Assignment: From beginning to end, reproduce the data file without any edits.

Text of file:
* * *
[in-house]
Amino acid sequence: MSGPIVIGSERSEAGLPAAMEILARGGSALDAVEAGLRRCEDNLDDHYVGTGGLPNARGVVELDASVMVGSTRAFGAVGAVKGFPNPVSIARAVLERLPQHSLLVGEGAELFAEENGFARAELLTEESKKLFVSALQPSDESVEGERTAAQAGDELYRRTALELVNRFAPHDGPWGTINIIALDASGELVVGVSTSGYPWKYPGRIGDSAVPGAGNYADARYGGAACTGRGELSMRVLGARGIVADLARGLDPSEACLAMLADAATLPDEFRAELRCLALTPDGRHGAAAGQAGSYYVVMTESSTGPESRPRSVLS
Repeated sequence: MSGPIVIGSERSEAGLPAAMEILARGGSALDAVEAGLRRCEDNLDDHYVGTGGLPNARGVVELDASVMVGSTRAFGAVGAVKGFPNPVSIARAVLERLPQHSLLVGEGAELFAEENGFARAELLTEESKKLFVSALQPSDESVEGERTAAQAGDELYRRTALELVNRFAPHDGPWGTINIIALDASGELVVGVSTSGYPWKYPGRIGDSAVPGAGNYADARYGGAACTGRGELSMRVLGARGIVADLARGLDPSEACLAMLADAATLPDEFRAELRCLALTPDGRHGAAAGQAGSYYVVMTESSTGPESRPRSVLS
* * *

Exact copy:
[in-house]
Amino acid sequence: MSGPIVIGSERSEAGLPAAMEILARGGSALDAVEAGLRRCEDNLDDHYVGTGGLPNARGVVELDASVMVGSTRAFGAVGAVKGFPNPVSIARAVLERLPQHSLLVGEGAELFAEENGFARAELLTEESKKLFVSALQPSDESVEGERTAAQAGDELYRRTALELVNRFAPHDGPWGTINIIALDASGELVVGVSTSGYPWKYPGRIGDSAVPGAGNYADARYGGAACTGRGELSMRVLGARGIVADLARGLDPSEACLAMLADAATLPDEFRAELRCLALTPDGRHGAAAGQAGSYYVVMTESSTGPESRPRSVLS
Repeated sequence: MSGPIVIGSERSEAGLPAAMEILARGGSALDAVEAGLRRCEDNLDDHYVGTGGLPNARGVVELDASVMVGSTRAFGAVGAVKGFPNPVSIARAVLERLPQHSLLVGEGAELFAEENGFARAELLTEESKKLFVSALQPSDESVEGERTAAQAGDELYRRTALELVNRFAPHDGPWGTINIIALDASGELVVGVSTSGYPWKYPGRIGDSAVPGAGNYADARYGGAACTGRGELSMRVLGARGIVADLARGLDPSEACLAMLADAATLPDEFRAELRCLALTPDGRHGAAAGQAGSYYVVMTESSTGPESRPRSVLS